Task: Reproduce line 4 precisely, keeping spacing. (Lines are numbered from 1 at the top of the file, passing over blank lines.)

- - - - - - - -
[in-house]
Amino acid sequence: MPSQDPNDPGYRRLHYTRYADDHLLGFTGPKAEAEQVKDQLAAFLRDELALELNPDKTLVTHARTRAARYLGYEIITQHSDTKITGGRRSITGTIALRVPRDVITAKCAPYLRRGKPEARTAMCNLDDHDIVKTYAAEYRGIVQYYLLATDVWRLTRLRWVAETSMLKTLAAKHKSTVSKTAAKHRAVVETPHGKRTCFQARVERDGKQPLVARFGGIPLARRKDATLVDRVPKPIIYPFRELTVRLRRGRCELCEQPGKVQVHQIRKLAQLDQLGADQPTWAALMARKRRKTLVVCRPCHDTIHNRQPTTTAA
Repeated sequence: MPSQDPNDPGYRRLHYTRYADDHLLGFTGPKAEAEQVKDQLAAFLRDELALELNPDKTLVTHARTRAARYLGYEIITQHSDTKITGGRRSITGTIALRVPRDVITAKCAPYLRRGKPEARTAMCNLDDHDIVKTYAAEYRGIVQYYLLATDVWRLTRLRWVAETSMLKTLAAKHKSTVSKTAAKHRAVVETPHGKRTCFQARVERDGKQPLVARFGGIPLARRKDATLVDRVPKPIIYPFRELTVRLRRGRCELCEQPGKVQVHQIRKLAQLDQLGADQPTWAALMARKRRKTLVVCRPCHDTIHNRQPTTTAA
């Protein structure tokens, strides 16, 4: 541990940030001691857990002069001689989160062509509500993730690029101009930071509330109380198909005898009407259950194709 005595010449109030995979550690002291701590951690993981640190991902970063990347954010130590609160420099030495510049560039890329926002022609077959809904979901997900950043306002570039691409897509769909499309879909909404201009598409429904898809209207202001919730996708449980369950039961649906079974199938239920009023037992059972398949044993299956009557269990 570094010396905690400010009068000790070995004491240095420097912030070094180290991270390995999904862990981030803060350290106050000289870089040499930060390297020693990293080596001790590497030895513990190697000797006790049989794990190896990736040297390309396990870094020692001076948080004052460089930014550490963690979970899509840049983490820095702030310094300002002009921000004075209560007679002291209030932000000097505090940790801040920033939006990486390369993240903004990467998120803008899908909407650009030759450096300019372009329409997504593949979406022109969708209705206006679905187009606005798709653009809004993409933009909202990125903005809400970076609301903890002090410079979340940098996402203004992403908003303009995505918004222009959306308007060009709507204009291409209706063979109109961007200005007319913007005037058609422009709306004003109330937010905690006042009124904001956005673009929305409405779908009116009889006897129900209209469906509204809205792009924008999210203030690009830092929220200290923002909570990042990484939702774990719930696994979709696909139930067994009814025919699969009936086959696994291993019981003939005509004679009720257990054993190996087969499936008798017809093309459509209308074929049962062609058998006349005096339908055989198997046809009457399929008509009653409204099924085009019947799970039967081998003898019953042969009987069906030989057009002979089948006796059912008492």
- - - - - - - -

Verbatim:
């Protein structure tokens, strides 16, 4: 541990940030001691857990002069001689989160062509509500993730690029101009930071509330109380198909005898009407259950194709 005595010449109030995979550690002291701590951690993981640190991902970063990347954010130590609160420099030495510049560039890329926002022609077959809904979901997900950043306002570039691409897509769909499309879909909404201009598409429904898809209207202001919730996708449980369950039961649906079974199938239920009023037992059972398949044993299956009557269990 570094010396905690400010009068000790070995004491240095420097912030070094180290991270390995999904862990981030803060350290106050000289870089040499930060390297020693990293080596001790590497030895513990190697000797006790049989794990190896990736040297390309396990870094020692001076948080004052460089930014550490963690979970899509840049983490820095702030310094300002002009921000004075209560007679002291209030932000000097505090940790801040920033939006990486390369993240903004990467998120803008899908909407650009030759450096300019372009329409997504593949979406022109969708209705206006679905187009606005798709653009809004993409933009909202990125903005809400970076609301903890002090410079979340940098996402203004992403908003303009995505918004222009959306308007060009709507204009291409209706063979109109961007200005007319913007005037058609422009709306004003109330937010905690006042009124904001956005673009929305409405779908009116009889006897129900209209469906509204809205792009924008999210203030690009830092929220200290923002909570990042990484939702774990719930696994979709696909139930067994009814025919699969009936086959696994291993019981003939005509004679009720257990054993190996087969499936008798017809093309459509209308074929049962062609058998006349005096339908055989198997046809009457399929008509009653409204099924085009019947799970039967081998003898019953042969009987069906030989057009002979089948006796059912008492």